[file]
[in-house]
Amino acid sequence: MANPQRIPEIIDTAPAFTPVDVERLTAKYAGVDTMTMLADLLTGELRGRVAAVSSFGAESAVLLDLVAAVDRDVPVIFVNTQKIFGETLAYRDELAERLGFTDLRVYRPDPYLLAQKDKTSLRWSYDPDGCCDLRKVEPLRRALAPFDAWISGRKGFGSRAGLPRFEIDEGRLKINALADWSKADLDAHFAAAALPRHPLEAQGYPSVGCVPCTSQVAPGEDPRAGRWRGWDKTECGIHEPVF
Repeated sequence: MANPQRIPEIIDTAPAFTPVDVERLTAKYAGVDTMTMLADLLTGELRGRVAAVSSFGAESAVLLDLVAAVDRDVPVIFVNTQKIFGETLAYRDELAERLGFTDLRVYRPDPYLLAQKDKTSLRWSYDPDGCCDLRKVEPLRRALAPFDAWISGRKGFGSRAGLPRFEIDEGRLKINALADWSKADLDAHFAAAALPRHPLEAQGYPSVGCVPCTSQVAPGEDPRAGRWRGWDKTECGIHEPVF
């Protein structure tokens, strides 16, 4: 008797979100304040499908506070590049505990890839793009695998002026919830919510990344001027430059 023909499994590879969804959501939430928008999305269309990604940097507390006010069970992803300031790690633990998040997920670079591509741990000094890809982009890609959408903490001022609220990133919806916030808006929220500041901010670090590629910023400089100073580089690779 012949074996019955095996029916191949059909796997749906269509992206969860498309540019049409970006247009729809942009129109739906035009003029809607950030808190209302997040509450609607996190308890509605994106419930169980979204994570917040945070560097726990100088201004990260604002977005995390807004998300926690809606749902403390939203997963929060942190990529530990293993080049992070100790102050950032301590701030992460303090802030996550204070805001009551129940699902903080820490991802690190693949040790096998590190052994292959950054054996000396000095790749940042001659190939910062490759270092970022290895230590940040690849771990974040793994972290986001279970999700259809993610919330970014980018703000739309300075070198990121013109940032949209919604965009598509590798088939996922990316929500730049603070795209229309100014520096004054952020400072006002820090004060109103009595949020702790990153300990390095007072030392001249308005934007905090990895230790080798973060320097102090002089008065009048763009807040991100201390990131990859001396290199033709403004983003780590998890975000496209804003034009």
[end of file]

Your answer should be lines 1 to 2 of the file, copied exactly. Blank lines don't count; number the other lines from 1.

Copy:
[in-house]
Amino acid sequence: MANPQRIPEIIDTAPAFTPVDVERLTAKYAGVDTMTMLADLLTGELRGRVAAVSSFGAESAVLLDLVAAVDRDVPVIFVNTQKIFGETLAYRDELAERLGFTDLRVYRPDPYLLAQKDKTSLRWSYDPDGCCDLRKVEPLRRALAPFDAWISGRKGFGSRAGLPRFEIDEGRLKINALADWSKADLDAHFAAAALPRHPLEAQGYPSVGCVPCTSQVAPGEDPRAGRWRGWDKTECGIHEPVF